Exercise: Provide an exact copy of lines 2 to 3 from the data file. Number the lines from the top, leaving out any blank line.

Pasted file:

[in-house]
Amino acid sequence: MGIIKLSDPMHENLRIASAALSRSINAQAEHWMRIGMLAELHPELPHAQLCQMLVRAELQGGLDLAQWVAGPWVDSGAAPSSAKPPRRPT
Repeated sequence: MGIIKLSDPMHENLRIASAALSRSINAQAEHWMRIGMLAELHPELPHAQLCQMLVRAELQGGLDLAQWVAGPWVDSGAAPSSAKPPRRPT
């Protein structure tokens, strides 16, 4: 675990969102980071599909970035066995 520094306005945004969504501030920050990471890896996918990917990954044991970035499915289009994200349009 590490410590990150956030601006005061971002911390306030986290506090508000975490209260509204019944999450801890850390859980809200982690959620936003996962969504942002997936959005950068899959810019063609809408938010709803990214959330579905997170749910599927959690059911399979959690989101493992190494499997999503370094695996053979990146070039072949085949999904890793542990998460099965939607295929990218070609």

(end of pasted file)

Amino acid sequence: MGIIKLSDPMHENLRIASAALSRSINAQAEHWMRIGMLAELHPELPHAQLCQMLVRAELQGGLDLAQWVAGPWVDSGAAPSSAKPPRRPT
Repeated sequence: MGIIKLSDPMHENLRIASAALSRSINAQAEHWMRIGMLAELHPELPHAQLCQMLVRAELQGGLDLAQWVAGPWVDSGAAPSSAKPPRRPT